In LGG, we have focused mostly on existing customers’ requirements in the first place. As our handlers are freighter experts, we managed mostly additional freighter charters. But we have received pax-to-cargo charters and will continue to do so. As long as the operators reach an agreement with one of the handlers, we will have them in LGG. As we just opened additional aircraft parking space, we manage to handle the additional ground time these flights require. The biggest issue for these flights is the increased manpower needed, and the increased ground time. As most of them are one-way charters, full in but not at all full out, our handlers are able to manage it all.
To what extent has it been possible to maintain normal levels of service?
We salute all members of the Liege Airport community for keeping up the capacity levels at all stages. This includes the LGG airport staff, the handlers, but also customs for example, who had to be very flexible as well. We have started a campaign for supporting people coming to work, a ‘Proud to work at Liege Airport’ campaign, throughout the cargo community.
From the start, and with the support of our own expert Dr Burette, we have briefed the HR departments of on-airport companies about the regulations, and the implementation at the airport. We are very well aware that, due to the nature of the work, social distancing is not always possible, but efforts have been made and encouraged. Finally, we also distributed some materials, like masks, which we received as donations or sourced ourselves.
What new opportunities have arisen?
I do believe that the importance of freighters, and freighters hubs, has been emphasised. I do hope the differentiating in operational restrictions, especially for traffic rights, is here to stay. But I also believe, in the long run, that the call to review the supply chain, and the call to keep production of essential goods closer to home, will be answered. This will have an impact on our industry.
The development of the Global Logistics Cluster, a network set up by the World Food Programme, has also come into operation as a response to the Covid-19 crisis. Liege Airport, and the LGG Cargo Community, were selected as the European hub for this programme, based on existing freighter connectivity, on airport cargo capacity and knowhow and experience with relief charter programs. LGG is proud that the platform can assist when needed most when called upon by WFP, WHO and any other aid organisation.
Have most or all strategic initiatives had to go on hold?
No, the initiatives continue and, where possible, the works have continued as well. Over the last weeks, one new handling building, the AirBridgeCargo hub, has been completed and a second one is being completed as we speak. Moreover, the works have continued to prepare the Cainiao site, which received approval for a building permit.
Liege Airport has put cost cutting measures in place, but the strategic initiatives are not being put on hold, as we strongly believe in the future. We hope that, on a regulatory level, some of the flexible rules that have been implemented, like the additional freedoms for cargo operations, remain in place. It has never been more clear that freighter operations – how they work, how they need to build up to be sustainable – are different than those of passengers. LGG has been lobbying for every freedom possible for freighter operations, ‘as cargo does not fly back to where it came from’.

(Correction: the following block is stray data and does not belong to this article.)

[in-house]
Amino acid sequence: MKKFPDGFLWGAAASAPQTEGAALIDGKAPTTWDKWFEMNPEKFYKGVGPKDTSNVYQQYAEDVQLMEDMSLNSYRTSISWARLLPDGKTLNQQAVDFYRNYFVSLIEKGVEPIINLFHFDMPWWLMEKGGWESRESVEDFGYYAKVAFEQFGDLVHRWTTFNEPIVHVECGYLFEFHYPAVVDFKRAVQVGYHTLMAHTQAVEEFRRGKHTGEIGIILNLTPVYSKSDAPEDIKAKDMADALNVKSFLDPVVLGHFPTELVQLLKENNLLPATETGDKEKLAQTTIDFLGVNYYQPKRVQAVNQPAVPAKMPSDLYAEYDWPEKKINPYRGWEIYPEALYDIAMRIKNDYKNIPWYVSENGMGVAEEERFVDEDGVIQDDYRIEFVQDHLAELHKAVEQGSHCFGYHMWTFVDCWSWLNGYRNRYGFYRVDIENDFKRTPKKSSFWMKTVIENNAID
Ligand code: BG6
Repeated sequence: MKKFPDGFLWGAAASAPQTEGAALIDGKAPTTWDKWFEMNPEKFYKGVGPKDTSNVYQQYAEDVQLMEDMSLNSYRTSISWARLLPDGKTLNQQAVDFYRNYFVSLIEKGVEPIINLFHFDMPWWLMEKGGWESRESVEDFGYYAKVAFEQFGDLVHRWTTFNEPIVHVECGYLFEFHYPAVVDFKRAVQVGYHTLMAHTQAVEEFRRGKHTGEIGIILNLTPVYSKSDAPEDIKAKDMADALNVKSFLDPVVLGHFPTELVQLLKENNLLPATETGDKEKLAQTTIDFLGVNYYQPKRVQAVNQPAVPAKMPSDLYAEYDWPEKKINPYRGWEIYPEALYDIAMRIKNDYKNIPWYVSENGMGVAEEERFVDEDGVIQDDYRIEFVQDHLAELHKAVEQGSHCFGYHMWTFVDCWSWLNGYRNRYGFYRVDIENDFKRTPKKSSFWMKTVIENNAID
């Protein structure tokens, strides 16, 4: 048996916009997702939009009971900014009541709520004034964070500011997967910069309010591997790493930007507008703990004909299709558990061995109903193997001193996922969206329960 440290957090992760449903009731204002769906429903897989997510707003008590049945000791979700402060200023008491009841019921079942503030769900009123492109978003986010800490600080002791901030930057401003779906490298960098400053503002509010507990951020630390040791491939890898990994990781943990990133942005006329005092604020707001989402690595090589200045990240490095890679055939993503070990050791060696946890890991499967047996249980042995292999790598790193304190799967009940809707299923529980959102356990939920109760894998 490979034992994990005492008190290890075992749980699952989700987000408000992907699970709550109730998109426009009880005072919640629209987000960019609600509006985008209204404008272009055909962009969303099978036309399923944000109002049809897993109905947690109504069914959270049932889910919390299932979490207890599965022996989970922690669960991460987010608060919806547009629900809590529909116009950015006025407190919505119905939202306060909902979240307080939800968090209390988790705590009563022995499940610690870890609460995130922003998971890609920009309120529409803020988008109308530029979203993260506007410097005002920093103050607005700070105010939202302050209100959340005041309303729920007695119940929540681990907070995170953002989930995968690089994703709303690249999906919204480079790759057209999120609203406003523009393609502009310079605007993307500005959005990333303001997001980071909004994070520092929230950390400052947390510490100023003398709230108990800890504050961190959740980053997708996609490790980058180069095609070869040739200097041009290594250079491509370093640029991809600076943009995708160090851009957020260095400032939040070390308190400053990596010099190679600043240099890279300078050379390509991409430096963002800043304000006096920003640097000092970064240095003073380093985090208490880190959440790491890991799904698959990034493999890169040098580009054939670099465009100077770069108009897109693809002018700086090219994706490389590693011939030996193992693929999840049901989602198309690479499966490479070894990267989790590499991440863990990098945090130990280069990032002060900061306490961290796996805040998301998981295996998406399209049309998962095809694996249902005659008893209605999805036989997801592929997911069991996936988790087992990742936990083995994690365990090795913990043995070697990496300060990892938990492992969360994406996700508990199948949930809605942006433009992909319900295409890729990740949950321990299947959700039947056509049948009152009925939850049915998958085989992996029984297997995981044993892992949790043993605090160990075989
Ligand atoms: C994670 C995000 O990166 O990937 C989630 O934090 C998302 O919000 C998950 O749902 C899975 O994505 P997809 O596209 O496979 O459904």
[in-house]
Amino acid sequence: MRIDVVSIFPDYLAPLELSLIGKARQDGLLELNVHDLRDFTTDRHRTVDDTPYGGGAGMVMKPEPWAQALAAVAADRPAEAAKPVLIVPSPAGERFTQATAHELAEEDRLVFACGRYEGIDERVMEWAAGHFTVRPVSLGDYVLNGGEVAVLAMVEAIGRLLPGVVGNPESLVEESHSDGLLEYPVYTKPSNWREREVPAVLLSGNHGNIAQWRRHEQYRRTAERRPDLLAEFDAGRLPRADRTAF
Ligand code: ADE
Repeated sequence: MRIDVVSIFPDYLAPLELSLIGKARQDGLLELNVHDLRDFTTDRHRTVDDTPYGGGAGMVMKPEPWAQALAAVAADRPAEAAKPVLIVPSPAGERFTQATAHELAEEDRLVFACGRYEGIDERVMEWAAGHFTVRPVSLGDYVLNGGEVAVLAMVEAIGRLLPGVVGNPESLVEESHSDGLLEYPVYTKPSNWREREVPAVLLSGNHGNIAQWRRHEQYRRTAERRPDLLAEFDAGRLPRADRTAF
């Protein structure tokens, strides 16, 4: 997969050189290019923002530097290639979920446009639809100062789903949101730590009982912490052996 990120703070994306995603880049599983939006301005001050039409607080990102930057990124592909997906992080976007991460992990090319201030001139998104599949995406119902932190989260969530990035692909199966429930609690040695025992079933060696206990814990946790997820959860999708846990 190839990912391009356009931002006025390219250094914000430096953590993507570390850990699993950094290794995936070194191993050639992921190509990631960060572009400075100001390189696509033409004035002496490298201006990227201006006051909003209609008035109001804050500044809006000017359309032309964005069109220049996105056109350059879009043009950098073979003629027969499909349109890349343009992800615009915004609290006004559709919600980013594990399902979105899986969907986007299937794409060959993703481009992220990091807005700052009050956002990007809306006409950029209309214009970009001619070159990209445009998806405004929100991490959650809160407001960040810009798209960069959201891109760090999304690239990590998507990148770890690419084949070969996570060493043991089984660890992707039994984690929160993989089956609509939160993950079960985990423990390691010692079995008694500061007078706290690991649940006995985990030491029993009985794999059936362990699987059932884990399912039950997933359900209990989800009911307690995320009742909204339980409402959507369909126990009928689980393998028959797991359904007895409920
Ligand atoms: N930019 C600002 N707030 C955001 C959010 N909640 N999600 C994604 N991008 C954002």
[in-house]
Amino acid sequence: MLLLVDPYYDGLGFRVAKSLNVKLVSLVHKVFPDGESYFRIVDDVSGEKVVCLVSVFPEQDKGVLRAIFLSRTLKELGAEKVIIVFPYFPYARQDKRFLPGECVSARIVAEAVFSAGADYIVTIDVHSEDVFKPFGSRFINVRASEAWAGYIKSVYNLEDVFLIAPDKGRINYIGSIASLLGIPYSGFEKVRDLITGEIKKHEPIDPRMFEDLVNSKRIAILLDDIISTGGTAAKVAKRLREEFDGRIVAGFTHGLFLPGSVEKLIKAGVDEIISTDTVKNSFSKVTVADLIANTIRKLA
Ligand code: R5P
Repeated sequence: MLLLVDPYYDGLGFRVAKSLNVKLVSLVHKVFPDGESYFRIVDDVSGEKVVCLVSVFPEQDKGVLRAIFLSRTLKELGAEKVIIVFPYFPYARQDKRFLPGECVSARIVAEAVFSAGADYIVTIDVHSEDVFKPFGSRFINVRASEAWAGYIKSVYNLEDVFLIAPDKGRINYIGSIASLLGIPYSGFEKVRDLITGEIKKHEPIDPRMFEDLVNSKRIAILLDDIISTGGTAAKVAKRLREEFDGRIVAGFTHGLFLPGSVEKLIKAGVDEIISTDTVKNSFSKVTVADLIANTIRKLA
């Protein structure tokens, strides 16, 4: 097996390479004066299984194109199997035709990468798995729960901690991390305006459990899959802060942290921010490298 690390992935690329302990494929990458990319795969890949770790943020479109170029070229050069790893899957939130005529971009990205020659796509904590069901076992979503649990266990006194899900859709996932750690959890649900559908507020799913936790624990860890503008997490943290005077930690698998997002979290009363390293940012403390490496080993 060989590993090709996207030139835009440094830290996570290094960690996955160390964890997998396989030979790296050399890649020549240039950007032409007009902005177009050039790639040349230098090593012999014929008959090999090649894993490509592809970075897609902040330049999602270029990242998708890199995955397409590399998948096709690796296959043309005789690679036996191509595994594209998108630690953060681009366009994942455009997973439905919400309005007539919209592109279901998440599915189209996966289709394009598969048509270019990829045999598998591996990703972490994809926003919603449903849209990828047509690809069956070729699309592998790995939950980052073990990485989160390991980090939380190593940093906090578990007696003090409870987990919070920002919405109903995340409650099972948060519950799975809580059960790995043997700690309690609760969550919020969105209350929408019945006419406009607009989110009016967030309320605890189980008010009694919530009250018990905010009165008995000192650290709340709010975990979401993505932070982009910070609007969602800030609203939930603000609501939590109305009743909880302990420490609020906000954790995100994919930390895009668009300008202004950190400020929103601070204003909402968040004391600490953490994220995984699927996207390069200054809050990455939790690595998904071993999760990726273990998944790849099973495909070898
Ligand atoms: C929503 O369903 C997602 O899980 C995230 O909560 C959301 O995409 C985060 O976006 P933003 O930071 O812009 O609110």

What preparations do you have in place for volumes returning to more normal levels?
It is hard to predict what comes next. All the budgets, predictions and expectations have been adapted, changed, remodified, and now put away for later. Apart from #freightersfirst, Liege Airport has branded itself as ‘the Flexport’, the flexible cargo airport, since many years. We believe flexibility will remain key.
Do you have any other comments or observations about the current challenging environment?
Keep up the great work, and please stay safe and healthy, to all workers and their families in the industry.
‘Pop-up’ facility opened within three days
Worldwide Flight Services (WFS) took just 72 hours to prepare a new ‘emergency response’ cargo handling operation at Liege Airport following a request from the airport to help increase its capacity – in order to accept more freighter flights carrying urgent medical equipment into Europe to tackle the coronavirus crisis across the continent.
WFS was able to complete its fastest-ever opening of a new station by transferring highly trained, experienced cargo handling staff from its operation in Brussels, ensuring full compliance with the company’s first priority of operational safety and security. Essential equipment, including forklifts, slave masters, slave pallets and a truck dock, was also
sourced from nearby WFS stations in both Belgium and the Netherlands.
The cargo handling terminal is located within a brand new but previously unoccupied airside warehouse and has been made available to WFS by
Liege airport authority to support the sudden increase in demand for all-cargo operations. The building was being developed to act as a dedicated handling facility for AirBridgeCargo, which has allowed the facility to be used temporarily for this operation.
As one of Europe’s premier freighter hubs, Liege is acting as a central hub in the region for medical equipment and supplies arriving from China and other parts of the world.